People of the world (all two or three of you who read this) rejoice! For the blog is back... with a vengeance. It's been a while since I've written anything, and the more I waited before starting again, the more things I had to write about, and the less I felt like tackling it.. procrastination is a warm and comfy bed...
Anyway, much and more has happened since last I updated my blog, including but not limited to:
1- The Sapporo snow festival in February
2- The Toohoku earthquake in March
3- My birthday in April
4- Beer garden in August
5- Carine's wedding (couldn't attend :( )
6- Majed's wedding and my trip back home for a week passing through Moscow
7- Rami's wedding (couldn't attend either :( )
8- Rainbow march in September
I will write a post about each of the afore-mentioned events. I might also think of other stuff along the way, but first, I should talk about the earthquake, and the resulting nuclear power plant incident.
My last post was about Iron Maiden. This was partly due to the fact that I was going to watch their concert in Tokyo. I arrived in Tokyo the day before the earthquake, and was in bed on the 8th floor when it hit. I know people that were on the 30th floor when it hit and so my experience pales in comparison to their own, but it was still quite scary.
Living in Japan for a year already (when the earthquake happened) makes you accustomed to the occasional earthquake. And you learn to shrug it off as a monthly (or more) event. That is how that one started. I was lying on the bed reading when the room started shaking. Normal stuff. This always happens for a couple seconds and then subsides. Then it started getting stronger. Stuff started falling off shelves. This is when I stopped reading and started paying attention to the shaking, which at this point, instead of stopping, was getting stronger. Drawers were starting to open and throw their contents on the floor. That is when I started thinking of the disaster prevention training we had when we first arrived, and the earthquake simulation we participated in. So I grabbed a pillow, covered my head and crouched near the cupboard (the simulation suggested ducking under the table but there were none and the next best thing I guess is either the bath tub or near something solid).
A little while later, the shaking stopped. And so did the phone lines. That was the very first time I was ever really glad I had a facebook account. We were all checking up on each other through it. The subway in Tokyo was also shut down, and there was so much traffic on the roads that people just walked to their homes after work (of course everyone finished their work day first). A friend had to walk 7 hours to get home. News of the resulting tsunamis that hit started spreading, along with the danger of a nuclear meltdown in the Fukushima plant. Supermarkets and convenience stores all over Tokyo went empty. People rushed to buy supplies and especially bottled water.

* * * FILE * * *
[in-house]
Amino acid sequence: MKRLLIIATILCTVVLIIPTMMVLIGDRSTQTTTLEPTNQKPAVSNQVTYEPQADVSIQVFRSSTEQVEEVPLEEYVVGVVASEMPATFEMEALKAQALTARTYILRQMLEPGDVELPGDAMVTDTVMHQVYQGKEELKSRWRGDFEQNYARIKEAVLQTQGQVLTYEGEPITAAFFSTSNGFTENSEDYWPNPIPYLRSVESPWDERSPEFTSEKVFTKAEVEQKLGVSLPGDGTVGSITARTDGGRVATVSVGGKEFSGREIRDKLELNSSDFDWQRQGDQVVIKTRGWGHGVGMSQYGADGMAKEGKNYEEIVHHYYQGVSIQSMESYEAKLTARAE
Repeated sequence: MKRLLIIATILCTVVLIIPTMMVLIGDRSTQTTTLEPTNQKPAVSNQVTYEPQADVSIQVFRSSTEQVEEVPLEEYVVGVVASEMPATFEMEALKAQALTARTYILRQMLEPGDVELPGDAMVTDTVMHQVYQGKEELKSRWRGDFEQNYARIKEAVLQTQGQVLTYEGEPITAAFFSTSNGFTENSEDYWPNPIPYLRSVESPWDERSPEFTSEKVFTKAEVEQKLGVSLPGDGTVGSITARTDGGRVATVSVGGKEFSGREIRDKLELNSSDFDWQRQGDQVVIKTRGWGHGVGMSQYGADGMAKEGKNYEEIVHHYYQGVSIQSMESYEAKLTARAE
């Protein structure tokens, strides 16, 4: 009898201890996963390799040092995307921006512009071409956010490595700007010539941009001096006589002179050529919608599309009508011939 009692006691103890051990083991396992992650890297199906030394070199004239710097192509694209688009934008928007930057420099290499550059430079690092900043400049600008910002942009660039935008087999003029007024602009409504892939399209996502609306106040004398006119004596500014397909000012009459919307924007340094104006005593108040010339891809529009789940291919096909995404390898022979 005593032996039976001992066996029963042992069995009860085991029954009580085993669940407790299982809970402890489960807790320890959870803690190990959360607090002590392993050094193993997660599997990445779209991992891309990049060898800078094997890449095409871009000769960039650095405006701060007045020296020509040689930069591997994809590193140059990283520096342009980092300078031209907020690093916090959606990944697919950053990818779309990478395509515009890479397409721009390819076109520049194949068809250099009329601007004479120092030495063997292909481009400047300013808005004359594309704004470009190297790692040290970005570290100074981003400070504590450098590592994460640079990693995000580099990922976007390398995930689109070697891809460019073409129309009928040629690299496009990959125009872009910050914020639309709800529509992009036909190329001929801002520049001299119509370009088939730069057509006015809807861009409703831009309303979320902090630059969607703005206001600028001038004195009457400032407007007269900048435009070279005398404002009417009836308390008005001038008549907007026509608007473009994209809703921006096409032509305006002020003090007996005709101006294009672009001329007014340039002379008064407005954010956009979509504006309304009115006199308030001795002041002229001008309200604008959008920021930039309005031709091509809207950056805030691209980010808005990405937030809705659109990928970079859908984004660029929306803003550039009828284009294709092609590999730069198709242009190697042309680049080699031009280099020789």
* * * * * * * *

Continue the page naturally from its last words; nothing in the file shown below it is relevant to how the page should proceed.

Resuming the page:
The international media however, was a whole other story... I lived my whole life in Lebanon. As such I have witnessed how the international media blows news out of proportion and our families and friends abroad become more worried about us than we are! What happened in March took that to whole new heights. Russian news were showing footage of Sendai that was hit by a tsunami while describing the ruined state Tokyo was in (a fire and some partially destroyed old buildings was the actual damage I think). I don't feel like talking more about it because it pisses me off.
The next day, I went to the onsen (hot springs) with a friend because I was not really worried, and had a relaxing afternoon. That is when my friend's parents started freaking out, and so we decided to go visit my Lebanese friend Dina living in Kyoto that was far and safe enough. We took the express train and realized it was full of women and children. The fathers stayed at work, but sent their children away just in case it was dangerous to be in Tokyo. All evidence suggested it was safe enough to be in Tokyo (opposite of what outside media was claiming) but better safe than sorry. Off to Kyoto. We spent a day there and it was snowing so couldn't really see much of Kyoto, and the next day we went south to Kobe and flew to Sapporo where it was nice and safe far away from all the trouble.
What the news never showed was the thousands of people who lost their homes and were living in schools all over. They didn't show the scores of people preparing rice balls to send to these poor people, they didn't talk about everyone else going on with their lives as best they could, going to work